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Deportation Up, State and Local Governments Taking Action

October 5, 2014
Plain English Version
Immigration deportation up

Nogales, Arizona on the left, Nogales, Sonora on the right.

The United States deported nearly 450,000 people in 2013. This is a record-high number. Most of the deportations are taking place at the borders. Nearly half were fast track, expedited removals. These migrants are sent back to their country (usually Mexico) without going through immigration court.

Immigration courts are bogged down with backlogs. Only about 17 percent of deportations in 2013 went through the courts or high-level review. In 2011, the number was 36 percent.

Another large group of migrants are removed without hearings. These are people found with old deportation orders that were not carried out.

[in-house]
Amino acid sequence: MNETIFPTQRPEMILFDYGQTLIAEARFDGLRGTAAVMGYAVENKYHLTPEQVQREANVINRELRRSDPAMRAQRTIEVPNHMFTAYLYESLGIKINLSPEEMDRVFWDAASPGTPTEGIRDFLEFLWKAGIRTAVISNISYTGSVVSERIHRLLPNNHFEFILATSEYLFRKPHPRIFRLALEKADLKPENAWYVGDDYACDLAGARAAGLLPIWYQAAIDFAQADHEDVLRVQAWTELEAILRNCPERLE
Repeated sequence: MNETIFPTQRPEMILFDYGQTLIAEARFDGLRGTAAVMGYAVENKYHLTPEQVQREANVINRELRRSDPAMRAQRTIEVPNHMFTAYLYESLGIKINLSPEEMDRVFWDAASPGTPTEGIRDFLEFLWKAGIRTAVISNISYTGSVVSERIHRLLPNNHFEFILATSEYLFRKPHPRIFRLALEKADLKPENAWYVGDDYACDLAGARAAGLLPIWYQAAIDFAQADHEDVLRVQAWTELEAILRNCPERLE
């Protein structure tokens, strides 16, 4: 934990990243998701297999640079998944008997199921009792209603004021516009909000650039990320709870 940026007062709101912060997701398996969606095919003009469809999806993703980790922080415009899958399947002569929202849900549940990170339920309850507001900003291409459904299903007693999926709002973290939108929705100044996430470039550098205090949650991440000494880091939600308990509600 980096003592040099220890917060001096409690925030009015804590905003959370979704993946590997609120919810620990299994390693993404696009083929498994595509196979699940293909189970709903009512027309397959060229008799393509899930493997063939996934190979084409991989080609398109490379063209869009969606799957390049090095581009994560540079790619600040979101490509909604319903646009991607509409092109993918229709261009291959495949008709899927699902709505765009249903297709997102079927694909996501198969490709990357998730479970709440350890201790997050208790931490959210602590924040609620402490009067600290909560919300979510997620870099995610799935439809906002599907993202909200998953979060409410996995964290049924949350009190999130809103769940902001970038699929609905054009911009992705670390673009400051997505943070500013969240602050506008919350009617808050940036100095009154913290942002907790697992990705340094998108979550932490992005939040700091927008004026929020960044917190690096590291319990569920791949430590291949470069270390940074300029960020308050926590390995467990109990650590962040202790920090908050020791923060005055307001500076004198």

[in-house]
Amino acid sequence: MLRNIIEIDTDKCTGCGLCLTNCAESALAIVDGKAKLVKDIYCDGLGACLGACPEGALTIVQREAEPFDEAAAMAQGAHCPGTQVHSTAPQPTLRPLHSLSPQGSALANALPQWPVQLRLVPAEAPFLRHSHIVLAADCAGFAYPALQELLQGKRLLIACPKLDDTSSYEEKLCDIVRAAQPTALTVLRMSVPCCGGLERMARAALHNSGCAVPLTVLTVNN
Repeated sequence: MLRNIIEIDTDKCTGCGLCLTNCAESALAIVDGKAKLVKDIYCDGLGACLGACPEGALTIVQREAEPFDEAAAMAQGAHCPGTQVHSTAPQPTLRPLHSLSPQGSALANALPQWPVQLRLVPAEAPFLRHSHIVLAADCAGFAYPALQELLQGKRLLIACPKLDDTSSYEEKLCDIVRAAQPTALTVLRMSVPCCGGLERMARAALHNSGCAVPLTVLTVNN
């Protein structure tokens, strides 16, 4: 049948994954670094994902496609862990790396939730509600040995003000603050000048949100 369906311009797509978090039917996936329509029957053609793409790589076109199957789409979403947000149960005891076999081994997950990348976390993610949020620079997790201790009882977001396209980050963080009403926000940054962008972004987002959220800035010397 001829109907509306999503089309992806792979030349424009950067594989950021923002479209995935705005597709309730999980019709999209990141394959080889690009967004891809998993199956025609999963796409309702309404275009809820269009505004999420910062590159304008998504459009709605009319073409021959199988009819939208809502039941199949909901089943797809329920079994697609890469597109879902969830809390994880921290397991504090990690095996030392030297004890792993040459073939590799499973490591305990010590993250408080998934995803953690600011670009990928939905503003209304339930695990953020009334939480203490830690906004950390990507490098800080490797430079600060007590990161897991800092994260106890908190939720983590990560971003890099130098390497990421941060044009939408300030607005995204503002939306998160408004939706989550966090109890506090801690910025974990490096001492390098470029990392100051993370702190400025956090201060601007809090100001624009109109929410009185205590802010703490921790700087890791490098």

Fewer than half of the deported committed serious crimes. That number is going down in part because so many migrants are removed at the border.

Fewer removals are happening to families living in the interior of the U.S. These removals often affect families who have been settled for a long time in America.

The president has said he will take action on immigration issues after the November elections.

Some places are doing immigration reform. New York is getting ready to issue driver’s licenses and I.D. cards. The New York City Council wants to stop honoring detention requests from the U.S. government. They will only accept those issued by a federal judge.

The election is a month away. Border issues, such as the chance for terrorists to cross the border, have made many people wary. The recent migration of young children from Central American countries also showed security loopholes at the borders.

Republicans may take control of the Senate as a result of the election. If that happens, immigration reform will be harder to pass.

Immigration deportation upSource: The New York Times October 1, 2014

  

 

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